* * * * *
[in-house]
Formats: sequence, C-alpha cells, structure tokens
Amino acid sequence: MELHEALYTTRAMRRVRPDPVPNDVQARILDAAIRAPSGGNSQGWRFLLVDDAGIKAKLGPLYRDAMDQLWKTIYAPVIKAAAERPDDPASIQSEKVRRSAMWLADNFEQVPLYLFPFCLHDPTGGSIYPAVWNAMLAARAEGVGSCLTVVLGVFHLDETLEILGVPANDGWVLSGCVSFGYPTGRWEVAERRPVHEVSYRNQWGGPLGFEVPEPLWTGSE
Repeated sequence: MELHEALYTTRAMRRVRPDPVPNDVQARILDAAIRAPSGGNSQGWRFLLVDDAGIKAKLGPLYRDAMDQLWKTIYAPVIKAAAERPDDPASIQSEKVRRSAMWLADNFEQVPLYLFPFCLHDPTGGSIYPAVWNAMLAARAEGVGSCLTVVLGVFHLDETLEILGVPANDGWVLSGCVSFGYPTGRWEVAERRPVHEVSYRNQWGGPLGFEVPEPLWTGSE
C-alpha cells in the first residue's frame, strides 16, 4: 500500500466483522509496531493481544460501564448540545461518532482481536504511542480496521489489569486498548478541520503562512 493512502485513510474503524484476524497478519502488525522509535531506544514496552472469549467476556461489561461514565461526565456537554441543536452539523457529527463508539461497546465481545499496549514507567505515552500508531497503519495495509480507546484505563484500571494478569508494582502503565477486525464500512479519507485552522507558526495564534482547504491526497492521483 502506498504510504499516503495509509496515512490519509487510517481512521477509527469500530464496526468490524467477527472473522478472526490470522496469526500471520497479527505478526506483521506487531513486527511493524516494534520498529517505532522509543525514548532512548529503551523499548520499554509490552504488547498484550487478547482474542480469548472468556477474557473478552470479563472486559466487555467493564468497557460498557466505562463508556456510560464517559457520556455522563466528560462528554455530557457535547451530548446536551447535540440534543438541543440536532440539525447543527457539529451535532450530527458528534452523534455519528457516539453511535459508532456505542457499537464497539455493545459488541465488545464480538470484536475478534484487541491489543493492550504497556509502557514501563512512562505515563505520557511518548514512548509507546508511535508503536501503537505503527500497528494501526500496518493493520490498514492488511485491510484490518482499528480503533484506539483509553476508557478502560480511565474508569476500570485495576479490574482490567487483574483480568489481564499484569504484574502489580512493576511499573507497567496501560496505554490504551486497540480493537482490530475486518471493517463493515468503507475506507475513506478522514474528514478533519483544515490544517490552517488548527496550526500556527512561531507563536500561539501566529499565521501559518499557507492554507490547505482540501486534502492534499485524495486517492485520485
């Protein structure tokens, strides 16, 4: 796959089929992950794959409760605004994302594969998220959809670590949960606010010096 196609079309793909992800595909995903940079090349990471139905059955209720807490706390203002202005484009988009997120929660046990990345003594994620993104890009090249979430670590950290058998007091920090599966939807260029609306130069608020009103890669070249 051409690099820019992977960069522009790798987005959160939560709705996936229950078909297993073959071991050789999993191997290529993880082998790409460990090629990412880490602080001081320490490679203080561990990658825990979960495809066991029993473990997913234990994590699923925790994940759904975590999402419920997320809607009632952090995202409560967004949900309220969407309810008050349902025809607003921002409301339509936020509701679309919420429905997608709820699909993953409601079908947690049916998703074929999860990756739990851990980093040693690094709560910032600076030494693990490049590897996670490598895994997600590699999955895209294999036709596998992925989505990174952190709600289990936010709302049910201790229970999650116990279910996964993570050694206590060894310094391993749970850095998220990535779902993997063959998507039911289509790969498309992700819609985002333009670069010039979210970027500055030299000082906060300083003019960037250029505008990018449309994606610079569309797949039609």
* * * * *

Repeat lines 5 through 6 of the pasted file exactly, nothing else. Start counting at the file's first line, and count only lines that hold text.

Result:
C-alpha cells in the first residue's frame, strides 16, 4: 500500500466483522509496531493481544460501564448540545461518532482481536504511542480496521489489569486498548478541520503562512 493512502485513510474503524484476524497478519502488525522509535531506544514496552472469549467476556461489561461514565461526565456537554441543536452539523457529527463508539461497546465481545499496549514507567505515552500508531497503519495495509480507546484505563484500571494478569508494582502503565477486525464500512479519507485552522507558526495564534482547504491526497492521483 502506498504510504499516503495509509496515512490519509487510517481512521477509527469500530464496526468490524467477527472473522478472526490470522496469526500471520497479527505478526506483521506487531513486527511493524516494534520498529517505532522509543525514548532512548529503551523499548520499554509490552504488547498484550487478547482474542480469548472468556477474557473478552470479563472486559466487555467493564468497557460498557466505562463508556456510560464517559457520556455522563466528560462528554455530557457535547451530548446536551447535540440534543438541543440536532440539525447543527457539529451535532450530527458528534452523534455519528457516539453511535459508532456505542457499537464497539455493545459488541465488545464480538470484536475478534484487541491489543493492550504497556509502557514501563512512562505515563505520557511518548514512548509507546508511535508503536501503537505503527500497528494501526500496518493493520490498514492488511485491510484490518482499528480503533484506539483509553476508557478502560480511565474508569476500570485495576479490574482490567487483574483480568489481564499484569504484574502489580512493576511499573507497567496501560496505554490504551486497540480493537482490530475486518471493517463493515468503507475506507475513506478522514474528514478533519483544515490544517490552517488548527496550526500556527512561531507563536500561539501566529499565521501559518499557507492554507490547505482540501486534502492534499485524495486517492485520485
């Protein structure tokens, strides 16, 4: 796959089929992950794959409760605004994302594969998220959809670590949960606010010096 196609079309793909992800595909995903940079090349990471139905059955209720807490706390203002202005484009988009997120929660046990990345003594994620993104890009090249979430670590950290058998007091920090599966939807260029609306130069608020009103890669070249 051409690099820019992977960069522009790798987005959160939560709705996936229950078909297993073959071991050789999993191997290529993880082998790409460990090629990412880490602080001081320490490679203080561990990658825990979960495809066991029993473990997913234990994590699923925790994940759904975590999402419920997320809607009632952090995202409560967004949900309220969407309810008050349902025809607003921002409301339509936020509701679309919420429905997608709820699909993953409601079908947690049916998703074929999860990756739990851990980093040693690094709560910032600076030494693990490049590897996670490598895994997600590699999955895209294999036709596998992925989505990174952190709600289990936010709302049910201790229970999650116990279910996964993570050694206590060894310094391993749970850095998220990535779902993997063959998507039911289509790969498309992700819609985002333009670069010039979210970027500055030299000082906060300083003019960037250029505008990018449309994606610079569309797949039609």